Matthew Lee is a medical student in the Class of 2019 at Dalhousie University

 

I was totally unsure. Meeting a patient who knows they are going to die... wouldn’t it be intrusive, at the end? A student coming into your life: asking questions, getting signatures, asking you to share your precious time. In the same position, I don’t know if I would say yes. That thought makes me feel a bit uncomfortable. Checking in on the floor, with information hurriedly scribbled into the margins of a notebook. A brief run-in with her mother in the crowded room, then twenty minutes spent in the hallway — trying not to be obtrusive while staff hurry by. There are visitors every day, and I doubt I looked out of place.

In some ways, I chose to take on this project in order to become more comfortable with death. It’s something I have faced before, and it took years to move past my friend dying from lymphoma. He quickly stepped away to take a phone call at our convocation. It was a biopsy result. Nearly six months to the day and it was all over. It took nearly everything I had. ...continue reading

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Welcome to this week's edition of Dear Dr. Horton! Send the anonymous questions that keep you up at night to a real former Dean of Medical Student Affairs, Dr. Jillian Horton, and get the perspective you need with no fear of judgment. Submit your questions anonymously through this form, and if your question is appropriate for the column, expect an answer within a few weeks!

Dear Dr. Horton,

It seems everyone is always talking about the importance of having a strong support system around you. While I’ve managed to make casual acquaintances among the pool of colleagues and co-learners I see from time to time, these relationships feel fairly superficial. Yet no one seems to have the time to forge deeper connections...

How do you build your "tribe" in medicine, given how busy everyone is?

Signed,

Lone Wolf

...continue reading

Shubham Shan is a medical student in the Class of 2019 at the University of Toronto

 

She arrived on an inclined stretcher, grasping her Venturi mask like a child holding on to her favourite toy. Flanked on both sides by paramedics, her eyes were splinted wide open by shock and her chest heaved up and down rapidly. She was a queer shade of purple — like spoilt red wine diluted with water — and her gaze flitted around the emergency department as if looking for someone familiar. The paramedics passed her off to the doctor then left, shaking their heads. I remember watching the doctor take the patient’s puffers. The patient swore loudly and snatched them from his hands; first the orange, then the blue. She cocked the puffers like guns, inserted them into her mouth, shot the mist deep, and inhaled. She coughed for what seemed like an eternity. She was what we called a “blue bloater.”

When I saw her again, she was lying on a tattered mattress with bright blue sheets in a freshly bleached acute care room in the emergency department. Her condition had gotten much worse. Her abdomen caved in paradoxically whenever she breathed in. Her eyes were bloodshot. Every time she exhaled, it sounded like an infant's rattle. ...continue reading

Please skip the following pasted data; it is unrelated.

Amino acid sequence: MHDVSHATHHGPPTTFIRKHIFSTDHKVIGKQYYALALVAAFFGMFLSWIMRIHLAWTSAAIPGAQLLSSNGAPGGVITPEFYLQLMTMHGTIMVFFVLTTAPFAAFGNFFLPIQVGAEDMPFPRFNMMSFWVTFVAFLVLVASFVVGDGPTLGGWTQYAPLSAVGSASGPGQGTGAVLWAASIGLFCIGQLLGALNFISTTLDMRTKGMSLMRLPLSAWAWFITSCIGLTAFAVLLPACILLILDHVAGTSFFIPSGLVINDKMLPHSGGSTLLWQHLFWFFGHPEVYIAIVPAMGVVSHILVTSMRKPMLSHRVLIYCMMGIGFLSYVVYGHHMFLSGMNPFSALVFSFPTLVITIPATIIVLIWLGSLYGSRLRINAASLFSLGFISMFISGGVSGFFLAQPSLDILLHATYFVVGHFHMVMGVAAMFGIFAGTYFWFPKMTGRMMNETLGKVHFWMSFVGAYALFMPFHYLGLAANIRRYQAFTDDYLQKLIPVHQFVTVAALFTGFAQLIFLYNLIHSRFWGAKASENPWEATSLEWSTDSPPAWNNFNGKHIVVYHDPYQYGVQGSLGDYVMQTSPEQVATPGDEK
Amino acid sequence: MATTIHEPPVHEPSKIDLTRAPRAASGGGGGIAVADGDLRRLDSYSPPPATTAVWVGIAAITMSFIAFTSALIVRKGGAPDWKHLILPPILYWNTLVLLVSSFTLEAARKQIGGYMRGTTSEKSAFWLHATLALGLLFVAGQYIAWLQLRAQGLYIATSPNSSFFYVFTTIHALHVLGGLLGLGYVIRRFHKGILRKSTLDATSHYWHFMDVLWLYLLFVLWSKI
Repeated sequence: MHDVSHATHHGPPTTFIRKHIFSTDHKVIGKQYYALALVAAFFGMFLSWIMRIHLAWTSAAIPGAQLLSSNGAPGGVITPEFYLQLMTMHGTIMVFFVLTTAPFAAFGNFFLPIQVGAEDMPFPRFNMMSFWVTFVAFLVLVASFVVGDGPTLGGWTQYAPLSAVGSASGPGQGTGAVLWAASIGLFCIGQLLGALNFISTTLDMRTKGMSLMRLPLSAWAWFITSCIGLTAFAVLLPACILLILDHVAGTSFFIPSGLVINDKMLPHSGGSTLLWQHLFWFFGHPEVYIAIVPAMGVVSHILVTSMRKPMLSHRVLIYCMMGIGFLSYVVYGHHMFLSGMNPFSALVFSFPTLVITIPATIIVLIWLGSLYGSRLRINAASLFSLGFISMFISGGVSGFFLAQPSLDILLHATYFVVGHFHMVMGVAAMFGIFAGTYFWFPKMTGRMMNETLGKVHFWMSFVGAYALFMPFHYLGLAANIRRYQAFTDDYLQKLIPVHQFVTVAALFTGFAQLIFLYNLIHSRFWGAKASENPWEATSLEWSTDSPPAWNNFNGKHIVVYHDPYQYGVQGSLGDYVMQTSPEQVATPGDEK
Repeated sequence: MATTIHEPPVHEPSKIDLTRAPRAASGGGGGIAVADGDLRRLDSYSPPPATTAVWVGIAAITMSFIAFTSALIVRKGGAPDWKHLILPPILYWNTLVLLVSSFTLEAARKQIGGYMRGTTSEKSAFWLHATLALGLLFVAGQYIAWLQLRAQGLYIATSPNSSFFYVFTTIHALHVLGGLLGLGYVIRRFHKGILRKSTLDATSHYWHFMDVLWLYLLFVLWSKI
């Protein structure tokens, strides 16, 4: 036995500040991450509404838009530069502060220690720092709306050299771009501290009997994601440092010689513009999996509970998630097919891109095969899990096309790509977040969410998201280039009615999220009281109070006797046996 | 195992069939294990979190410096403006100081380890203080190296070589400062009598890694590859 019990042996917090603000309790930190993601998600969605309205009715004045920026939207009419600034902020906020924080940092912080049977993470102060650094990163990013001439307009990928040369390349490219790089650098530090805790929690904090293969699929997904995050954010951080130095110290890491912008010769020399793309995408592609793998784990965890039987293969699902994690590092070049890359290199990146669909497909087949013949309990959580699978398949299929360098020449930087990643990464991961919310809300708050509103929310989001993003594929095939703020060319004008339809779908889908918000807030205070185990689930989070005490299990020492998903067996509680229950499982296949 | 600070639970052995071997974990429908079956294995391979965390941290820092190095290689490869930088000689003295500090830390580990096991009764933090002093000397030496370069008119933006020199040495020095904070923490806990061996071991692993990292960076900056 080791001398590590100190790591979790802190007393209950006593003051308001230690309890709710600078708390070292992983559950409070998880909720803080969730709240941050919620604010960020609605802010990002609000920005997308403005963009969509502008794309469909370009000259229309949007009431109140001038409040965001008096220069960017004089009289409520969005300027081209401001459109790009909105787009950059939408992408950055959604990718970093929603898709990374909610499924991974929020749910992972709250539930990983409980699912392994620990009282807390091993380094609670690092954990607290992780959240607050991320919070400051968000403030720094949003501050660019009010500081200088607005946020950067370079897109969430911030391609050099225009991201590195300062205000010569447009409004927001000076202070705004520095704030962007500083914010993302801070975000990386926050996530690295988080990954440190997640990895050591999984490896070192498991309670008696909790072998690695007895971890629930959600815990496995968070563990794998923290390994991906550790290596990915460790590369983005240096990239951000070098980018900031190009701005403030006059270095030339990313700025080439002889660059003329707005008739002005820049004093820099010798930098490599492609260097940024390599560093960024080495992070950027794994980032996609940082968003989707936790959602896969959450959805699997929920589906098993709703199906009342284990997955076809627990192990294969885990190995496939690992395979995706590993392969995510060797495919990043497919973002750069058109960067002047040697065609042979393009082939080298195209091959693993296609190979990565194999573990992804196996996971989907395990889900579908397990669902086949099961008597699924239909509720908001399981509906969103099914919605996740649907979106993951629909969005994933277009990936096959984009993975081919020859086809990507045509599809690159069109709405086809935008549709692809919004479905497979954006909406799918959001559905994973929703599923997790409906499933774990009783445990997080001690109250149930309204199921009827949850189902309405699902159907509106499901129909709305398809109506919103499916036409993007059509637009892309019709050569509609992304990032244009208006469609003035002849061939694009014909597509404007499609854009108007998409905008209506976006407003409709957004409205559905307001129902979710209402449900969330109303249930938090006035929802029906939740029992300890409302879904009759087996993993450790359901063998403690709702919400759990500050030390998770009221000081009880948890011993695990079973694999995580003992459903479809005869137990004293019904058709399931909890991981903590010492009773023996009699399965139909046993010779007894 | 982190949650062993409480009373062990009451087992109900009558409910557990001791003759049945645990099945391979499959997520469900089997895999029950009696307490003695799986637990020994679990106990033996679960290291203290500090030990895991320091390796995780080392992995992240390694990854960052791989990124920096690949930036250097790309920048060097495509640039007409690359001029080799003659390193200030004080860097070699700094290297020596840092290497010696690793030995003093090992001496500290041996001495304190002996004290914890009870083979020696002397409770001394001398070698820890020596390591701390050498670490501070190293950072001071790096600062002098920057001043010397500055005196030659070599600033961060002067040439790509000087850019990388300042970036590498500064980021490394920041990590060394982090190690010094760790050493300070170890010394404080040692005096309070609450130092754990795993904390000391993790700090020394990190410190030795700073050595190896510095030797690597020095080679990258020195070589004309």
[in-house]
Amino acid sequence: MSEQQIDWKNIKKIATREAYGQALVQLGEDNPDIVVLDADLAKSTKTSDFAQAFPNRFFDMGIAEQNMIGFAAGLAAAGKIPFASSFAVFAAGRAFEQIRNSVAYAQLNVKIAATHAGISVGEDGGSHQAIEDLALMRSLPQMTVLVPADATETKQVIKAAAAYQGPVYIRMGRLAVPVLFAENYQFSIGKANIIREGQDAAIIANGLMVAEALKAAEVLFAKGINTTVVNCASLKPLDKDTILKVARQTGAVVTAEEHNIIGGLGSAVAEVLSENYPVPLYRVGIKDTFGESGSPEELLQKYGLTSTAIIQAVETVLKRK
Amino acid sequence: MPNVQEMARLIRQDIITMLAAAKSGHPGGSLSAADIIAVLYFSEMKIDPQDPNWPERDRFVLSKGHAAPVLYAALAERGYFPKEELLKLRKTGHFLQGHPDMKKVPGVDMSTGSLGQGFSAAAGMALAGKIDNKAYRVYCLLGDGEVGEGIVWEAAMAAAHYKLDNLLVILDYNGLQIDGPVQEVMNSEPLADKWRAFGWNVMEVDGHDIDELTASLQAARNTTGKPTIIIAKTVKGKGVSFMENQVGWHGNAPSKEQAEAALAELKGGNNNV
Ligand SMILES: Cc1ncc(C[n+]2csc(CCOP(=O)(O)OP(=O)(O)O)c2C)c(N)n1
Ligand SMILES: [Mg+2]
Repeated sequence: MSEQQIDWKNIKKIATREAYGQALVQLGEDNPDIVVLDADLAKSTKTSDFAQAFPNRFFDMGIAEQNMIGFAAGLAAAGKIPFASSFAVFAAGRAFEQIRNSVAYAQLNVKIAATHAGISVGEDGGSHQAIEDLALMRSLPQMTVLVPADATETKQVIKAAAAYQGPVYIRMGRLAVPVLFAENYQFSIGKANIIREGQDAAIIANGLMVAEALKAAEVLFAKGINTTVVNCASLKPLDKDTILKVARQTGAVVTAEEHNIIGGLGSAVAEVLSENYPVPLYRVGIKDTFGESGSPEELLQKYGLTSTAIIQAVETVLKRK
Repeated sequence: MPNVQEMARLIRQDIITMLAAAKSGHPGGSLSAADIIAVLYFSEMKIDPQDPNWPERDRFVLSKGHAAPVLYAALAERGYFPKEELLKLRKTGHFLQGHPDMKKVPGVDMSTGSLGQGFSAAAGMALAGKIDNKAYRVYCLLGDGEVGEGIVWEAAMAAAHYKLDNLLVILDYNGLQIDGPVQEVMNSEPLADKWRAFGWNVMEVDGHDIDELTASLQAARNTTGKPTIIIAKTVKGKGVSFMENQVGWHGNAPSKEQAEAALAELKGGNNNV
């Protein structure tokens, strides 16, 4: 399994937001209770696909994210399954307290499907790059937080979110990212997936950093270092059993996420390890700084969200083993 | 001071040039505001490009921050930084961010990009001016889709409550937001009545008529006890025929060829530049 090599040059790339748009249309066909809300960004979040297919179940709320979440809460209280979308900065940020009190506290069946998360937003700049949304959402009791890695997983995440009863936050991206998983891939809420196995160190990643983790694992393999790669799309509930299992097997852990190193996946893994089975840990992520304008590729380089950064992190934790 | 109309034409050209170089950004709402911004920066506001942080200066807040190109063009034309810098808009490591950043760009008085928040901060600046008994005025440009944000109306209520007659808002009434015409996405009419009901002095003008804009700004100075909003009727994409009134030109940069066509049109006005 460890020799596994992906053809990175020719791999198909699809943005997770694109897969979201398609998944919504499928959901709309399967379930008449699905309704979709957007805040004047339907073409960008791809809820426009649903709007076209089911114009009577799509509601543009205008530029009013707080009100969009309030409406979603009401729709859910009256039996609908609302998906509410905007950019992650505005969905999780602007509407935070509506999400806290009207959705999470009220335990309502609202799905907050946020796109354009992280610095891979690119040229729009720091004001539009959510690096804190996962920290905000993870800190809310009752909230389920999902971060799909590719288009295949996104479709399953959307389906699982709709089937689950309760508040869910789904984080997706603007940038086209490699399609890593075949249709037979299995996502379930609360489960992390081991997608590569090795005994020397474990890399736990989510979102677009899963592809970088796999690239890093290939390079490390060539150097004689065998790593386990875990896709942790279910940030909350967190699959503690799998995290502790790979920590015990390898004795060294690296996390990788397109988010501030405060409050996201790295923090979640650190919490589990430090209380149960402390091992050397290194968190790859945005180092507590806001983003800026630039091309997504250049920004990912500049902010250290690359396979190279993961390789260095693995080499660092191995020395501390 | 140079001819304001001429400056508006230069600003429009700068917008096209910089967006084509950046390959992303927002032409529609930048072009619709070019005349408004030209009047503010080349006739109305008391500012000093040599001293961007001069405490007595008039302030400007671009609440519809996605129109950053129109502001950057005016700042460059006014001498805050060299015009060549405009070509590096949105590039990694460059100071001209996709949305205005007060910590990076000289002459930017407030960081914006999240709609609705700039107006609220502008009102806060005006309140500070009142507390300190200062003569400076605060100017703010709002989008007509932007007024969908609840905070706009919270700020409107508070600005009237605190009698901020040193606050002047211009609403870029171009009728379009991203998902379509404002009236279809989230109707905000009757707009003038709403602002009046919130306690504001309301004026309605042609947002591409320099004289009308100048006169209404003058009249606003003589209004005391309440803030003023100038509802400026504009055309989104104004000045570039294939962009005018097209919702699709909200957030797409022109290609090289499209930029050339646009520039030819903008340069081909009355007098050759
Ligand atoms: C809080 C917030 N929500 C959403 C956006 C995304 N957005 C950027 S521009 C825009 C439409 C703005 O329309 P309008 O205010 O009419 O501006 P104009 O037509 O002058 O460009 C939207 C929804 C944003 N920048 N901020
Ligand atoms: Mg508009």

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Hilary Drake is a medical student in the Class of 2021 at the University of British Columbia

 

On my first day in a new family practice, my preceptor asked me to take a history from a patient who had listed their “reason for visit” as a sore throat. I stood in the hallway and made a mental checklist of questions to ask and observations to make. Have they had any sick contacts? Does their voice sound hoarse?

When I opened the door and asked them if they could tell me what brought them in today, they responded as expected: “My throat is sore.” When I asked what they thought might be causing the pain, they unwrapped a scarf from their neck and stated, “I think it’s because the noose didn’t work.”  At that point they started crying.

They had tried to come in before. They had recognized their pain and wanted to reach out for help, but they were unable to out of fear that their physician would not believe the pain if they could not see it.

That was the day that I learned how stigma can kill someone. ...continue reading

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Mitchell Elliott is a medical student in the Class of 2019 at the University of Toronto

 

Doctors are amongst the intellectual elite of society. In many cases, with decades of training and continuing education in clinical practice, our expertise grants us the opportunity to do things that would be deemed invasive and inhumane if performed outside of the context of medicine. Selectively poisoning people with chemotherapy; carefully dissecting fascial planes and removing organs; asking invasive and personal questions... all in the name of symptom management, remission of disease, and prolonging the inevitable: death. For physicians, these daily rituals become almost routine. In many cases, we have spent the majority of our lives training for the uncertainty of each day, rigorously memorizing each disease presentation and management principle, habituating to these processes and procedures. With the heavy clinical demands on physicians, it may be difficult to fully realize the impact of our actions on each patient. ...continue reading